Oct 17, 2013 (LBO) – A planned 8.0 billion rupee debt offer by state-run Bank of Ceylon is seeing strong demand with preliminary orders and interest assessed at about 15 billion rupees, officials said. Tier II capital instruments are normally not intended for retailers, but only to institutions who are expected to keep an eye on a bank.
The securities have been rated ‘AA(lka)’ by Fitch, one level below the ‘AA+(lka)’ rating of the bank.
Bank of Ceylon is the country’s largest commercial bank and is state-owned and systemically important.
The subordinated debt with tenors ranging from 5 to 10 years offer has tax free annual interest of up to 13.75 percent.
P A Lionel head of Treasury and International at Bank of Ceylon said the 8.0 billion rupee offer is expected to be twice oversubscribed when it opens Monday (October 21).
Bank of Ceylon chairman Razik Zarook said there was strong demand from institutions including insurance funds. Pension funds are also require long term opportunities to invest.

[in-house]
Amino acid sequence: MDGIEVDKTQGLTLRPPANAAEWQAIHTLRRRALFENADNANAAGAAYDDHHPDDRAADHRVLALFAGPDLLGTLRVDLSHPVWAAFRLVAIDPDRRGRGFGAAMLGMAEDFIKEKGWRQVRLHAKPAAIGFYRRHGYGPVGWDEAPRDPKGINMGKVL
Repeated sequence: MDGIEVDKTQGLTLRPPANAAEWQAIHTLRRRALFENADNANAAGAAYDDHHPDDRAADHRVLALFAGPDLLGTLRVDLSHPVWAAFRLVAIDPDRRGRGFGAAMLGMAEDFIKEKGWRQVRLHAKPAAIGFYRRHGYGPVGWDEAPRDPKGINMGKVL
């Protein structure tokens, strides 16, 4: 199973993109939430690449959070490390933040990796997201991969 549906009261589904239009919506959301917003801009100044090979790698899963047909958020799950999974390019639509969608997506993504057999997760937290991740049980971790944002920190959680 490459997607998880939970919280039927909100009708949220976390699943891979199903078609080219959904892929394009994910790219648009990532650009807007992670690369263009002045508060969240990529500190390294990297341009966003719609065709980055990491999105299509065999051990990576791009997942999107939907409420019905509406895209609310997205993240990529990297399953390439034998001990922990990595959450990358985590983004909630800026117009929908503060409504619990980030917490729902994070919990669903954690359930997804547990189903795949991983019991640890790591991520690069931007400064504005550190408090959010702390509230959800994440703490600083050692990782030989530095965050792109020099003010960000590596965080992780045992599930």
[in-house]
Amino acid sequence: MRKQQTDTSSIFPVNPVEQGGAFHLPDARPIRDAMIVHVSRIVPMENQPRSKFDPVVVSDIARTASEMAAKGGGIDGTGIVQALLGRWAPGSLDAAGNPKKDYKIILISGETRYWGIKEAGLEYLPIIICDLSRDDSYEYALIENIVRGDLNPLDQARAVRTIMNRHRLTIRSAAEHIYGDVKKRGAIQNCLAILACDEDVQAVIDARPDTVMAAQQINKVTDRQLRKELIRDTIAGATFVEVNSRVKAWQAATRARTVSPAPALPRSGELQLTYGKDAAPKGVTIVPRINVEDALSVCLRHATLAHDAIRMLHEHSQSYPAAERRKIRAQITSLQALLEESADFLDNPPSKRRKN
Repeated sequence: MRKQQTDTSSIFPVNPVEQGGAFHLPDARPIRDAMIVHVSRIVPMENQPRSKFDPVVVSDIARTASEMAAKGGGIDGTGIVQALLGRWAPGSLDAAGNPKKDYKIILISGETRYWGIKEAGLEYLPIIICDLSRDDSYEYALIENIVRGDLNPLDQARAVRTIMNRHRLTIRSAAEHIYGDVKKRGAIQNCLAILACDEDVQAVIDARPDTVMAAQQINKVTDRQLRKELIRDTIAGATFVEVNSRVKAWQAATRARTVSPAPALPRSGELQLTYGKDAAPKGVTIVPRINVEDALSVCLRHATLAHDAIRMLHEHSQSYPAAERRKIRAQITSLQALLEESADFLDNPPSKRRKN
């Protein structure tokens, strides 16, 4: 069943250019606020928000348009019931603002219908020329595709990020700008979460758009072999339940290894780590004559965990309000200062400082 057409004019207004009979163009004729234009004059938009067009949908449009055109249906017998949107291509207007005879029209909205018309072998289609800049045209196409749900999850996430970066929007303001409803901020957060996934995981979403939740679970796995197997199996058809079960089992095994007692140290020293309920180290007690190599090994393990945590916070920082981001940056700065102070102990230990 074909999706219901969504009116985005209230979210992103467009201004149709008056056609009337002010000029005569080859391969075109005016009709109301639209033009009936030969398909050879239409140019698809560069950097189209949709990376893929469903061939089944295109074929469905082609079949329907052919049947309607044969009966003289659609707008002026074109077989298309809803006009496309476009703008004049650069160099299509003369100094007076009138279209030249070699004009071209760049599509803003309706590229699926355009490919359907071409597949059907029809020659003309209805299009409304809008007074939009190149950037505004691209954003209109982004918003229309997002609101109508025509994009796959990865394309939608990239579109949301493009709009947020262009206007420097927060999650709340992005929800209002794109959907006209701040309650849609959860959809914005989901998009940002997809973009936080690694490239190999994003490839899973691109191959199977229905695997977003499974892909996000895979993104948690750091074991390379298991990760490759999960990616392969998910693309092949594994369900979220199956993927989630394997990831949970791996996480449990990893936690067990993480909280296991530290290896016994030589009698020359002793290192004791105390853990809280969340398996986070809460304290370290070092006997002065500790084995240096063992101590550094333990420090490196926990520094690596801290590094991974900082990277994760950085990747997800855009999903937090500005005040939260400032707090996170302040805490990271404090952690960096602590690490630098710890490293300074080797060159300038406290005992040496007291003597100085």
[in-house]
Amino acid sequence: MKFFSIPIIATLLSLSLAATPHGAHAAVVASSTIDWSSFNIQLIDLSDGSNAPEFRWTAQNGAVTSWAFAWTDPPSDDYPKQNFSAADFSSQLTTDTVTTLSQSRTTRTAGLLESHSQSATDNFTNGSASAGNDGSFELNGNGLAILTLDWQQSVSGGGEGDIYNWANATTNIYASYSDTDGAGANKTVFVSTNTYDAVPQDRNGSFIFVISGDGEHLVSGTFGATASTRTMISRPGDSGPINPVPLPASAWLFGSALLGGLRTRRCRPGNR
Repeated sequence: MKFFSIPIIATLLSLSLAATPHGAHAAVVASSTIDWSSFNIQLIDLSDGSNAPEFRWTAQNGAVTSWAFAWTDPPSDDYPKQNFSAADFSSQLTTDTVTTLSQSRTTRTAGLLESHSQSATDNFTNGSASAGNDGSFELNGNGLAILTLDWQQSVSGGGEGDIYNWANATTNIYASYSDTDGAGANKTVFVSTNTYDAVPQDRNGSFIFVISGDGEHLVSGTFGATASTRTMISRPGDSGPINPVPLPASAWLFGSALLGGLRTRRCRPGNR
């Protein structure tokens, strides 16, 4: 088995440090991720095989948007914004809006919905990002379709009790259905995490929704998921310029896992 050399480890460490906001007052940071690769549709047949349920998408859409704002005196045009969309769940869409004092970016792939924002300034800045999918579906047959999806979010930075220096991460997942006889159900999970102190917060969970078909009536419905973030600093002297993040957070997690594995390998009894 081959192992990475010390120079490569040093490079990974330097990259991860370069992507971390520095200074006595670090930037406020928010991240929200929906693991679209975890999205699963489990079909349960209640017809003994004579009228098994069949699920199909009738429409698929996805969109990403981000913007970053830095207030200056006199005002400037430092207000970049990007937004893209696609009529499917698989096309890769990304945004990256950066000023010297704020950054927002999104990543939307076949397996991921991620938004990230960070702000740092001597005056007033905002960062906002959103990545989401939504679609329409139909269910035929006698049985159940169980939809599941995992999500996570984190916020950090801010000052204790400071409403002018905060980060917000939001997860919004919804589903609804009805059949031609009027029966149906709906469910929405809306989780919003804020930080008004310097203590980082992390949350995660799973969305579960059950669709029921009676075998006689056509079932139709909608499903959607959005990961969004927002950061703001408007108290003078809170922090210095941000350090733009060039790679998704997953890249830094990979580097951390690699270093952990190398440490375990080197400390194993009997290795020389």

Zarook said the bank also expected retail investor interest.
Zarook said the funds will be used for infrastructure projects and also to repay some existing maturing debt.
The longer term funds will allow the bank to clear asset-liability maturity mis-matches, he said.
For 5-year debentures, a fixed annual coupon of 13.0 percent, 12.6 percent every six months or floating rate 100 basis points above the 6-month Treasury bill yield is offered.
For 8-year bonds, a 13.25 percent annual fixed rate or a floating rate of 100 basis points above the weighted average 6-month Treasury bill yield is offered.
For 9-year bonds, a fixed rate of 13.25 percent or a floating rate of 125 basis points above the 6-month Treasuries yield is offered.
A 10-year bond with a 13.75 percent fixed coupon or a floating rate of 125 basis points above the 6-month Treasury bill yield is also offered.
There has been a rush for debt issues in 2013 after the finance ministry made them free of both withholding and corporate income tax.
The Bank of Ceylon debentures are subordinated, and are used to boost Tier II capital, indicating that the money will be used to pay off depositors in the event of liquidation.